Benders turned the young man's head.
He developed a pronounced case of
"swelled htad" and had to be sent back'
to the sticks as a course of discipline.
The Yankees have managed to keep a
strinpr on the pitcher al lthese years,
*nd if the general opinion of scouts
counts lor aught they are likely at
0 be rewarded. Piercy is pro
? I a tinished pitcher, ready l'or
t'le big show. As he is only twenty
;'>ur years of age, if he has learned
iper iduau of discipline, he may
have a brilliant major league career
With Piercv, from the Coast. is com
!*3g also Sh'ortstop Johnny Mitchell,
t'or whom Huggins turned over a flock
of veteran pluyers. Practically every
big leaguc club was after this infielder
lft?t fall. Brooklyn offered $20,000
cash for immediate delivery when 01
son was injured.
Jennings Sails for South
The first squad of Giants will leave
for San Antonio. Tex., one week from
thb morning at ?:30, in charge of
As Crowned to Date
60-yard dash?Bernie Wefors jr.,
N. Y. A. C.
75-yard dash?Ed. Farrell, Brooklyn
100-yard dash?Bernie Wefers Jr.,
>\ Y. A. C.
220-yard ran?Bernie Wefera Jr.,
N. y. A. c.
300-yard ran?Bernie Wefers Jr.,
N. Y. A. C.
440-yard run?Jimmy O'Brien, Ijough
600-yard run?Jimmy O'Brien, Lough
6fl0-yard run?Jack Sellers, N. Y. A. C.
S80-yard run?Jack Sellers, N. Y. A. C.
1.000-jard rnn?Sid l.cslic, t.uiiranty
One-mlle rnn?Andy Craw, Brooklyn
Two-mile run?Max Bohland, ranlist
Ono-mile walk?Joe Aronson, Pas
time A. C.
Two-mile walk?,1. B. rearman,
N. Y. A. c.
70-yard low hurdles?Eugene Sanger.
N. Y. A. c.
Standing high jump?Eddie Emes,
N. Y. A. C.
16-pound shotput?Chrfs Yrettos, Fas
tiinf A. C.
Sack raee?E. Snarp, 71st Regiment
A. A. l
880-yard relny?Xew York A. C.
Medley relay?Columbia Cniversity
| Traffic Manager Eddie Brannick. Some
i ten or a dozen newspaper men will be
! in the party. The following night a
j junction with the players who live
j in the middle West will be made in St.
j Louis. The party wil lreach the train
i ing camp on the Tuesday following.
Assistant Manager Hughie Jennings,
i of the Giants, will receive the party
: on its arrival in San Antonio. Hughie
: sailed yesterday for New Orleans, on
i the steamship Creole. He is due at
I the Crescent City Thursday night. He
j will be in San Antonio several days
| ahead of the first squad and should
: have everything arranged for the com?
fort and convenience of the party when
| it arrives.
John J. McGraw will leave Havana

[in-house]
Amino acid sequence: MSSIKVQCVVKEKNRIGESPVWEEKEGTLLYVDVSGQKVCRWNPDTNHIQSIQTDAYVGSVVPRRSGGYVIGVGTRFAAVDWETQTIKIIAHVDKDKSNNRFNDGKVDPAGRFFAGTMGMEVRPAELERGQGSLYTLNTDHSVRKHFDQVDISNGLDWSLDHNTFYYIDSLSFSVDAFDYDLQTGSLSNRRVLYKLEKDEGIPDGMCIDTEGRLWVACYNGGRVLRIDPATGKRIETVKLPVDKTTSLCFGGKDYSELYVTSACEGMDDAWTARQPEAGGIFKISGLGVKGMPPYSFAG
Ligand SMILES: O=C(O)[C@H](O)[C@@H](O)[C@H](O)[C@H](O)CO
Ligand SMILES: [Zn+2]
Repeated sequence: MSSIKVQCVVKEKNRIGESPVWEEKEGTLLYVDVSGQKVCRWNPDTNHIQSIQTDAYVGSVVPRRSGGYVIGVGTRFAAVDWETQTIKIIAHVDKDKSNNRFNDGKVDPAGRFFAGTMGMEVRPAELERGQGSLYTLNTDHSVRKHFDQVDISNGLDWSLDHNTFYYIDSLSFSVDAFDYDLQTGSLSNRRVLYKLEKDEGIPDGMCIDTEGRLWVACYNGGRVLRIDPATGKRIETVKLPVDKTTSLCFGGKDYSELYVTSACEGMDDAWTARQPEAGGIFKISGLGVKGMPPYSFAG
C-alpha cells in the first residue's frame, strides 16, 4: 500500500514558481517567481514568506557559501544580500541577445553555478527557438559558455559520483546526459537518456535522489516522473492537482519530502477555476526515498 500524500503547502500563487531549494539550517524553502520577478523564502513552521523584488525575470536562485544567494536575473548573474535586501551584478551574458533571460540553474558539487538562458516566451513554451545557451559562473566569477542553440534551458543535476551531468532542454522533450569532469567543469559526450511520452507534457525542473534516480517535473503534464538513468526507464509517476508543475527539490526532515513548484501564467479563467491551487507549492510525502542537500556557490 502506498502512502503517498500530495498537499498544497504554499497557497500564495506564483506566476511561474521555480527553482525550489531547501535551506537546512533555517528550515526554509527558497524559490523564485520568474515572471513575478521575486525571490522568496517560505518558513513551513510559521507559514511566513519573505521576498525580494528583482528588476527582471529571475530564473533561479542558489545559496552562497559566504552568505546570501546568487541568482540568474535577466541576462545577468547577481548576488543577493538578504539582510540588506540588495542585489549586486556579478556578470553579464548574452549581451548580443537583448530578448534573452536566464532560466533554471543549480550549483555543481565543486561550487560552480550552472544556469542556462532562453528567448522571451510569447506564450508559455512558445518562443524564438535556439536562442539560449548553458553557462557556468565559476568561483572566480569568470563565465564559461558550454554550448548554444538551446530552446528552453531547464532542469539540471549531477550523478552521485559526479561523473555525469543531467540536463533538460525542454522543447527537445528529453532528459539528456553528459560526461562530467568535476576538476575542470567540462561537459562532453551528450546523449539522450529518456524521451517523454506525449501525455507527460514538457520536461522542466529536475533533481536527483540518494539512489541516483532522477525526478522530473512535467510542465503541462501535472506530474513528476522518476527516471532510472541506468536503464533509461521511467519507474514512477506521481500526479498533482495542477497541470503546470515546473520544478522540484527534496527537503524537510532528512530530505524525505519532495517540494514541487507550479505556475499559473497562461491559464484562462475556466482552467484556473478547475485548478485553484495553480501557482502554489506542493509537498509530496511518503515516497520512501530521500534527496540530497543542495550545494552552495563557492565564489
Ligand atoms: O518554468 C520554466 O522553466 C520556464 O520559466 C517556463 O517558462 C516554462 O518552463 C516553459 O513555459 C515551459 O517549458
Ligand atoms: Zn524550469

one week from to-day and will pro?
ceed direct to San Antonio. Charles
A. Stoneham, president of the Giants,
who has been in New York the last
week, will leave for Cuba on Thursday
| to relieve the Giant manager of the
I manugement ot* Oriental Park.
Business Manager Ed Barrow of the
[ Yankees said yesterday that his club
I had no official knowledge of the return
\ of Aaron Ward's contract. Ile ad?
mitted that the unsigned document
| might be in the mails. But Barrow
does not anpe7ir worried over the inci
"With the possible return of Baktr
it strikes me Ward has chosen a bad
time to hold out," was the only com
1 ment Barrow would vouchsafe.
Yankees Lose a Rookie
Miller Iluggi'1'' has loBt one rookie
in Catcher Jim Bradshaw, of Lafayette
Some time ngo Paul Kriehell signed
j Bradshaw to an- American League con
I tract. Bradshaw asked Kriehell to
! keep the matter secret, as he wished to
j retain "his amateur rating until he had
j completed his college year. But a few
! days later Bradshaw himself made the
Then, a short time later, Bradshaw
1 w-ired Ed Barrow that he had been of
j fered $800 a month by un industrial
I league team and that he ivould not join
| the Yankees unless they met this sal
| ary figure.
Some days later Arthur Irwin, man
i ager of the Hartford team of the East
; ern League, dropped in on Barrow and
i established clear title to Bradshaw.
The college catcher had played for
Hartford two years ago and is still on
the reserve list of that club.
Which leads to the opinion that Mr.
] Bradshaw is a young busineBs man of
sound judgment, irrespective of his
Infielder Jack Sheehan has signed
with the Brooklyn champions for 1921.
He writes that he has been at his
home in Chicago all winter, is in fine
shape. and will be at New Orleans on
Babe Ruth and wife will leave to-day
for Hot Springs. Ark., where the Son